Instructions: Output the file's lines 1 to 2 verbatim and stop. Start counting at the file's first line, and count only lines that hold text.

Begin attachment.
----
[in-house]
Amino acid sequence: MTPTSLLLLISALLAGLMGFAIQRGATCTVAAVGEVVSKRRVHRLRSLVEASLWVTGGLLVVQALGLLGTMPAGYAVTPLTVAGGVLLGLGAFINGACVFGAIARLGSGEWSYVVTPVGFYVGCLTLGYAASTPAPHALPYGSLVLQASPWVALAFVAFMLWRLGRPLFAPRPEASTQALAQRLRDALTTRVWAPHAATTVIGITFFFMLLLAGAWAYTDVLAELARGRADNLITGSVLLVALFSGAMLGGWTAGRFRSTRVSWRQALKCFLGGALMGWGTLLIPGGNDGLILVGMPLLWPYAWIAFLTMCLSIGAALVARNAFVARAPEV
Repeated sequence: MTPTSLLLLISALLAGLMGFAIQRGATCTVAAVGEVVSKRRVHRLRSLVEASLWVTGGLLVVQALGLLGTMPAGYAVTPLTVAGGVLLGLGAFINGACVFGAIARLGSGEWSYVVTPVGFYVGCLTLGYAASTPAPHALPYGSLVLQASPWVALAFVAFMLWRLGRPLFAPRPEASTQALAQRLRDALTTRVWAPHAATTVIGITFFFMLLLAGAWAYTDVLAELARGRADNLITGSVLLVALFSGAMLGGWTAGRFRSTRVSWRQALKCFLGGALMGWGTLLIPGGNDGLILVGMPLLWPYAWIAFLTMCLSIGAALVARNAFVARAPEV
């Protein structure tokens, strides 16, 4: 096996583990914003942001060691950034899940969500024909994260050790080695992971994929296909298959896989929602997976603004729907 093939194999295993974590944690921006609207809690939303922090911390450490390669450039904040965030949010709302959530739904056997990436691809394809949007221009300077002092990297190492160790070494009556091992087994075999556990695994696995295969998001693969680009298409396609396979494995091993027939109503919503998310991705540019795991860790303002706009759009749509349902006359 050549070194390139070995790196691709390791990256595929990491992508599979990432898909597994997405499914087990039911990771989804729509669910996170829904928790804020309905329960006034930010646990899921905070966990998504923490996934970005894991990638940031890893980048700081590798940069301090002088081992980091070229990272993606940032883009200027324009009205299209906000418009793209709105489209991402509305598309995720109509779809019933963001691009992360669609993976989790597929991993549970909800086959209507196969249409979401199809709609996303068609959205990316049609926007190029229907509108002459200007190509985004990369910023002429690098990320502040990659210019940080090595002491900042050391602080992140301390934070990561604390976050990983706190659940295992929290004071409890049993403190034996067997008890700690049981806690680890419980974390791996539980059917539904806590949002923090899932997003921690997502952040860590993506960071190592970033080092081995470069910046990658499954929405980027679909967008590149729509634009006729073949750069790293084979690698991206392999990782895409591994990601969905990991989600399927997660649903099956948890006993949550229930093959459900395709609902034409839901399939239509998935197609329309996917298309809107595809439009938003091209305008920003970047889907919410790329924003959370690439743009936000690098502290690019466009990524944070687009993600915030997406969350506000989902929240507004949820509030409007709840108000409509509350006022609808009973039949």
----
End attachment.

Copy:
[in-house]
Amino acid sequence: MTPTSLLLLISALLAGLMGFAIQRGATCTVAAVGEVVSKRRVHRLRSLVEASLWVTGGLLVVQALGLLGTMPAGYAVTPLTVAGGVLLGLGAFINGACVFGAIARLGSGEWSYVVTPVGFYVGCLTLGYAASTPAPHALPYGSLVLQASPWVALAFVAFMLWRLGRPLFAPRPEASTQALAQRLRDALTTRVWAPHAATTVIGITFFFMLLLAGAWAYTDVLAELARGRADNLITGSVLLVALFSGAMLGGWTAGRFRSTRVSWRQALKCFLGGALMGWGTLLIPGGNDGLILVGMPLLWPYAWIAFLTMCLSIGAALVARNAFVARAPEV